Along similar but even sweeter lines, Coca-Cola got in the world record game in 2007 with “Largest Soda Float,” which featured 3,000 gallons of soda poured in a 15-foot tall glass over 7,200 scoops of ice cream. That they used Vanilla Coke over the classic formula may feel unforgivable to some Coke purists (and also hints at the marketing behind the endeavor), but a world record is a world record.

We’re not just big eaters though, we’re also athletes. But look past Josef Martinez’s goal scoring, Deion Sanders’s various dual-sport records, and the whole of the ‘96 Olympics to find perhaps ATL’s most impressive sporting triumph: the title for “Largest Cupid Shuffle Dance.” On August 25, 2007, 17,000 people danced for eight minutes as a part of the Ebony Black Family Reunion Tour, a group also previously responsible for “Largest Line Dance.”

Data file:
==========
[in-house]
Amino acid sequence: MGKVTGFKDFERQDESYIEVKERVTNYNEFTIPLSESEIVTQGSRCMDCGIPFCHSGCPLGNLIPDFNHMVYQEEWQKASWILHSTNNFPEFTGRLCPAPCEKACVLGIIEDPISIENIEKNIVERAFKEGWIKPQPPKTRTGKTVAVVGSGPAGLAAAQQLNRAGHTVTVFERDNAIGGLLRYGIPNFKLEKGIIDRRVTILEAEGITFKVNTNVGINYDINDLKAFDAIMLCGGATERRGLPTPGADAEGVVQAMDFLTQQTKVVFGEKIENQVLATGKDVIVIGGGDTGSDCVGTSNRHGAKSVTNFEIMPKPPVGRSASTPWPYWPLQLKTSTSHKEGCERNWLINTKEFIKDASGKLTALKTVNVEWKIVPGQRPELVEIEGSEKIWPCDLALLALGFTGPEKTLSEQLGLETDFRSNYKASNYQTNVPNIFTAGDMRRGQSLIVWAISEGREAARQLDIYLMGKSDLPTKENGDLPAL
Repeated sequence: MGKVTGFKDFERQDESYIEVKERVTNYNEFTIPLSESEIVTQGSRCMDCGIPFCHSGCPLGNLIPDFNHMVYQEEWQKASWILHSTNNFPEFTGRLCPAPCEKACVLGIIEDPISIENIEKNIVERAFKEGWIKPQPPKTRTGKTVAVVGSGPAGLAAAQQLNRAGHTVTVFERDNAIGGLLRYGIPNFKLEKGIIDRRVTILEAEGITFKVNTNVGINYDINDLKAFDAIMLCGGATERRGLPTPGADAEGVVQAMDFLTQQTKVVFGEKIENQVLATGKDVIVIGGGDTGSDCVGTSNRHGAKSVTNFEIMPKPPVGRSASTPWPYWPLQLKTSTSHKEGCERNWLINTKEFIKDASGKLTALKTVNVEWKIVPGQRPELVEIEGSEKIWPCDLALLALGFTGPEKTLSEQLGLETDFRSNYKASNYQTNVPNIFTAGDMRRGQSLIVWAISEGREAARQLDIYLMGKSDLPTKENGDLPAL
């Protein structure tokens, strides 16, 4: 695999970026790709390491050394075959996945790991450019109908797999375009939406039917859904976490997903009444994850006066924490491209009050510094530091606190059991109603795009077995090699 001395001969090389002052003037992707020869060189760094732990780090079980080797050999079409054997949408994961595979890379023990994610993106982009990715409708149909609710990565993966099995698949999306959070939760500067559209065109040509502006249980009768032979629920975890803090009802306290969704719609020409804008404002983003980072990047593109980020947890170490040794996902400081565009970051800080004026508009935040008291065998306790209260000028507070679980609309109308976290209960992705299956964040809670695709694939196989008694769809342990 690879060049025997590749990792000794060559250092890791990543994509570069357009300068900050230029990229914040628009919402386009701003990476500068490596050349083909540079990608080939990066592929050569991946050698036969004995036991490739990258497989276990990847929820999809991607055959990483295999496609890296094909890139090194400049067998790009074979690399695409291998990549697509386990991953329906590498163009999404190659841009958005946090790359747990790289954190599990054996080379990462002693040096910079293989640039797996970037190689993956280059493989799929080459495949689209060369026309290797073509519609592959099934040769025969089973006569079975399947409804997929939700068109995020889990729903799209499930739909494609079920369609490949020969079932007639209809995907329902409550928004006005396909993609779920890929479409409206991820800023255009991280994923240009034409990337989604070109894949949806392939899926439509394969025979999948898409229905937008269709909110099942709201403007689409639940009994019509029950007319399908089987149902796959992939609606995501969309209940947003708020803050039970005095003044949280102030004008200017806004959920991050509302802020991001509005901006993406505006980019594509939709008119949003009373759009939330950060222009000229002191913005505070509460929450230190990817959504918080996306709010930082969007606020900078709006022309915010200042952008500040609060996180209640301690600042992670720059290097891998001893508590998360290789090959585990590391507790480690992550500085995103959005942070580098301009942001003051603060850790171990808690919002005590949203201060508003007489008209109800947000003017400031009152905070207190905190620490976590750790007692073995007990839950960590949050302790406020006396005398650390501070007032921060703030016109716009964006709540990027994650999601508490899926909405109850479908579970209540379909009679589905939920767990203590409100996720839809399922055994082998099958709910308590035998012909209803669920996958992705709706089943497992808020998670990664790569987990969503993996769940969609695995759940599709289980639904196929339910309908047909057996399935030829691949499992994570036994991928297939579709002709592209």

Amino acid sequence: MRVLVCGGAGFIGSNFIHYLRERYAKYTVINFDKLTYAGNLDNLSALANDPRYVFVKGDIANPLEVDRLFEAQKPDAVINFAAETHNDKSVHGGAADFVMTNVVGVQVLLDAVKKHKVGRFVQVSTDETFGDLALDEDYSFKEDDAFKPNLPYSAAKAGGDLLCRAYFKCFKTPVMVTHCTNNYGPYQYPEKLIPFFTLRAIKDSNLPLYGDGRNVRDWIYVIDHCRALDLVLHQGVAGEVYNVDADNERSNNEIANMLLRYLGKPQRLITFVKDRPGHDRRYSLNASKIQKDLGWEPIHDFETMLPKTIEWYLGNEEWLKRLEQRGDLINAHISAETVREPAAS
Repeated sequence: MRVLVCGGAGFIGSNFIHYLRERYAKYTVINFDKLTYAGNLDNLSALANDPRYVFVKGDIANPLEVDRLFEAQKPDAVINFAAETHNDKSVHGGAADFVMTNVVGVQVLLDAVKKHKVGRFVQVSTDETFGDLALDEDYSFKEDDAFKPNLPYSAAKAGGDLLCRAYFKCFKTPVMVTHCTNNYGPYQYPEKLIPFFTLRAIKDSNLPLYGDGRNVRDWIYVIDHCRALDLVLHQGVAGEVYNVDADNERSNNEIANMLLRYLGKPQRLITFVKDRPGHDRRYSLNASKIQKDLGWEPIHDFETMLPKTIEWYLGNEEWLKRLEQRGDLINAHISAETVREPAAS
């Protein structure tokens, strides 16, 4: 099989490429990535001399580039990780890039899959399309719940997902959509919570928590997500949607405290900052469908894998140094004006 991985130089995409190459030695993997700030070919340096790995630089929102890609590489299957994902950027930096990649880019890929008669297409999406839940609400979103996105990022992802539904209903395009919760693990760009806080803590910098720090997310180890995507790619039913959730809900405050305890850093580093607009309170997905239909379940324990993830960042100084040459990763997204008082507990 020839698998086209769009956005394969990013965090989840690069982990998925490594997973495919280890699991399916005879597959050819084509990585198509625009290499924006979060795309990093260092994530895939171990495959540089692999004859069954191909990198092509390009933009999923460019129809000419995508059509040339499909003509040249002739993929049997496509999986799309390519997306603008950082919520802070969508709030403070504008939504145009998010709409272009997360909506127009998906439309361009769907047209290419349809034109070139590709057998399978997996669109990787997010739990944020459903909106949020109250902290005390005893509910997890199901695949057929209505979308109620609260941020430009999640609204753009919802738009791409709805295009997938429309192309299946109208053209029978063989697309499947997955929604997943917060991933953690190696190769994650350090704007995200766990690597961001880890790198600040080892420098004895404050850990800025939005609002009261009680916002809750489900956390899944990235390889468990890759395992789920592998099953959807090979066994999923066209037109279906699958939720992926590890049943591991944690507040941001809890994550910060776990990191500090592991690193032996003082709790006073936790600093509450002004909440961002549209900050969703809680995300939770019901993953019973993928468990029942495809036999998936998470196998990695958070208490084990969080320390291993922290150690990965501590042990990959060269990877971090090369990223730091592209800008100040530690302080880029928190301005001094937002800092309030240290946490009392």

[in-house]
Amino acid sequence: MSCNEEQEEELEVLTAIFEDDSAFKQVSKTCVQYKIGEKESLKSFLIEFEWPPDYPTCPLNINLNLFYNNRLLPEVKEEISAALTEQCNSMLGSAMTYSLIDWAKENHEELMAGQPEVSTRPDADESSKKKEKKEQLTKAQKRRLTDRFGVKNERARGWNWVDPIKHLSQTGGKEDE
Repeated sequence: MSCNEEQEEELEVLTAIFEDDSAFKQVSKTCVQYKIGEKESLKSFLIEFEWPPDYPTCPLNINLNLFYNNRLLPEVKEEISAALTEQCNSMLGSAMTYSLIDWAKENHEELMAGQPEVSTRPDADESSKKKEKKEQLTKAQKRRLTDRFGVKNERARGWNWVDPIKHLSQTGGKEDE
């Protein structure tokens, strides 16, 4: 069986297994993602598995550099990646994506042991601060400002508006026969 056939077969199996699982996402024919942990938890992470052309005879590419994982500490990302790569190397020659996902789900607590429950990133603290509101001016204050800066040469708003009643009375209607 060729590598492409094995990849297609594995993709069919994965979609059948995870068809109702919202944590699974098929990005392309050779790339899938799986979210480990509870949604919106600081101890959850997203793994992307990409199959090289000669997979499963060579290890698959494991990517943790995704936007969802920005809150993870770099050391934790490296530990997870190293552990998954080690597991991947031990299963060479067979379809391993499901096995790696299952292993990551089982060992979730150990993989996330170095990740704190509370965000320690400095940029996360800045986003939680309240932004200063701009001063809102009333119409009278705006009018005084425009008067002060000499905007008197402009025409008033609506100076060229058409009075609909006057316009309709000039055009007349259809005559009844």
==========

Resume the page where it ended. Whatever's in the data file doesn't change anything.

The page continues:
In terms of other unusual coordinated group records, the National Exchange Club set up the “Most Valuable Line of Coins” at the Marriott Marquis on July 25, 1992. It was comprised of 1,724,000 quarters, which—save yourself the math—works out to a 25.9-mile line of change with a value of a whopping $431,000. If this strikes you as money not particularly well spent, let’s remember world records aren’t about rational or utilitarian goals. Which brings us back to the “Largest Simultaneous Whoopee Cushion Sit” title, earned by 5,983 hometown heroes on October 6, 2005.

Lil Jon Atlanta Guinness World Records
Lil Jon with his record-breaking “Crunk Ain’t Dead” necklace.

Photograph by Michael Buckner/Getty Images

Beyond these group efforts, we also have several exceptional individual records, including the “Largest Pendant (Non-religious),” which was earned by our very own Lil Jon. The gold pendant weighs over 5 pounds, is 7.5 inches tall, and features the words “Crunk Ain’t Dead” in 3,576 white diamonds.